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Mark Twain once said, “In the spring, I have counted 136 different kinds of weather inside of 24 hours.” Whenever we enter these "transition" periods the weather can be... pretty funky. Madness is happening on the basketball courts right now and in the atmosphere. The transition to spring will come with warmer temperatures, rain, severe weather, this year flooding will be top of mind. AND we know that wintry weather can always make a comeback (I don't see any of that in the near term at least!).

This past week the weather was pleasant.. warmer temperatures and little precipitation. That has allowed for some of the flood waters to recede around the Midwest.

Unfortunately there are still many areas dealing with flooding. In our neck of the woods it's along the Mississippi where the water still runs high. From the Quad Cities on down the river is in major flood stage.

Unfortunately out to the west, rivers that dealt with record flooding are slowly going down and have been in major flood stage for a week or more...

This is super telling. Check out this graphic the National Weather Service created of all of the Flood Warnings issued just in the last TEN DAYS!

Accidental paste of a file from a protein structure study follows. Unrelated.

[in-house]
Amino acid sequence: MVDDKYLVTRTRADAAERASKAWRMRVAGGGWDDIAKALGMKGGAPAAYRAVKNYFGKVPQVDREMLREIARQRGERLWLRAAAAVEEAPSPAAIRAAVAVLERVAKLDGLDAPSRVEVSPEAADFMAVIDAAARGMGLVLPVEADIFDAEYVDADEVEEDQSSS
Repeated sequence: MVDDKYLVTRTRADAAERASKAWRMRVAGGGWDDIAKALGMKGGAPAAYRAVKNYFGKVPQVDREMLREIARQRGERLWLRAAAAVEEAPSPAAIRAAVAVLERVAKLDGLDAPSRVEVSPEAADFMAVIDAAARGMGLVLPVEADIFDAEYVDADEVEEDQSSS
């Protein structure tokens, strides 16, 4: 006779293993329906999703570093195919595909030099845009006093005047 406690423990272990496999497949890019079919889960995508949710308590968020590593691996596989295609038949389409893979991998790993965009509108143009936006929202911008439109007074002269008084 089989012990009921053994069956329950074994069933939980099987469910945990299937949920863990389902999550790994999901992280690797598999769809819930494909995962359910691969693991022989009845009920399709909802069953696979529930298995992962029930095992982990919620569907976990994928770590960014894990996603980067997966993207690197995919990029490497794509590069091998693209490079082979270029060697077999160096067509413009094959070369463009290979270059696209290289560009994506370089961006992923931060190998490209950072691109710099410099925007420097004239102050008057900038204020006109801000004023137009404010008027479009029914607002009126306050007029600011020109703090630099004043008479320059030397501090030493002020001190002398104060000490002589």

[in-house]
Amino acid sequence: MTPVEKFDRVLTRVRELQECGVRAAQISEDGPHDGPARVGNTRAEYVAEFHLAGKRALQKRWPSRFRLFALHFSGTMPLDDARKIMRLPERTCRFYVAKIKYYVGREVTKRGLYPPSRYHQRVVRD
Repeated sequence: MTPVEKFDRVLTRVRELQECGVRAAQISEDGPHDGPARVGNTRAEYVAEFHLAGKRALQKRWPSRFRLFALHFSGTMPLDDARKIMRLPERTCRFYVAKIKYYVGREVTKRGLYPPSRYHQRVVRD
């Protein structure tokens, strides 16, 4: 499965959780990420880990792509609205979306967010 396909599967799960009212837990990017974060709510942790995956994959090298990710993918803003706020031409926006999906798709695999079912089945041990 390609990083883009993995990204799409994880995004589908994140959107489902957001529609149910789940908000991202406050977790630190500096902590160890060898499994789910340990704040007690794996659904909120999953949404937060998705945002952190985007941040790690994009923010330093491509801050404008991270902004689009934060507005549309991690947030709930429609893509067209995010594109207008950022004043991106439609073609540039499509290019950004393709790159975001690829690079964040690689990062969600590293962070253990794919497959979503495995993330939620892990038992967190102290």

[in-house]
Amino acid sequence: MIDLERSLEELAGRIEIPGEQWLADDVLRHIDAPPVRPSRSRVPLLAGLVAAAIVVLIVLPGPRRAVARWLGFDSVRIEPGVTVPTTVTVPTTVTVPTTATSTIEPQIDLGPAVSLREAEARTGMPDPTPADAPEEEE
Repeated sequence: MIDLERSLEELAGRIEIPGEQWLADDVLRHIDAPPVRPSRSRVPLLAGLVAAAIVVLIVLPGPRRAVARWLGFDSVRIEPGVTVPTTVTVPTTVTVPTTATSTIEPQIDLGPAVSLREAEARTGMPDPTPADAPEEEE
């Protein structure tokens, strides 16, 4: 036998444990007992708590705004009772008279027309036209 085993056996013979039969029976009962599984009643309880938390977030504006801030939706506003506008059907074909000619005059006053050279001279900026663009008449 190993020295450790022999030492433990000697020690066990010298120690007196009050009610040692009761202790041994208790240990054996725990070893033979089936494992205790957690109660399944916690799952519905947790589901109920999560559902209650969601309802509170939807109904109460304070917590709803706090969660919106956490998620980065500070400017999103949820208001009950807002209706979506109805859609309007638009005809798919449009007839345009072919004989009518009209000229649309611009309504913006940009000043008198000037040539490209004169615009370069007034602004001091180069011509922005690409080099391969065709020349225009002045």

Now the weather has been calm lately, but the pattern starts to turn more active over the next ten days. That means more precipitation and more temperature fluctuations. Here's the next ten days on the GFS. Don't get too fixated on the path and precipitation type with each storm but just not the more progressive pattern here...

Here's a look at the temperatures the next 16 days on the EPS (european ensemble model) for Cedar Rapids, as an example:

In general temperatures remain near and below normal, with the exception of a few days next week. Nothing too out of the ordinary but the above freezing temperatures and precipitation will further aggravate the river situation. What happens to the snow pack up north and exactly where and how much precipitation falls will all play a role in river flooding over the next few weeks.

The National Weather Service is keeping a close eye on the Mississippi in particular over the next few weeks.

The note on the bottom there is exactly what I will be keeping an eye on. Any deviation from the current thinking (big warm up that melts snow faster, heavy rain over the headwaters of the Mississippi) will lead to faster rises.

This flooding is part of the madness as we end March and head into April and is going to be the big story over the next few weeks.


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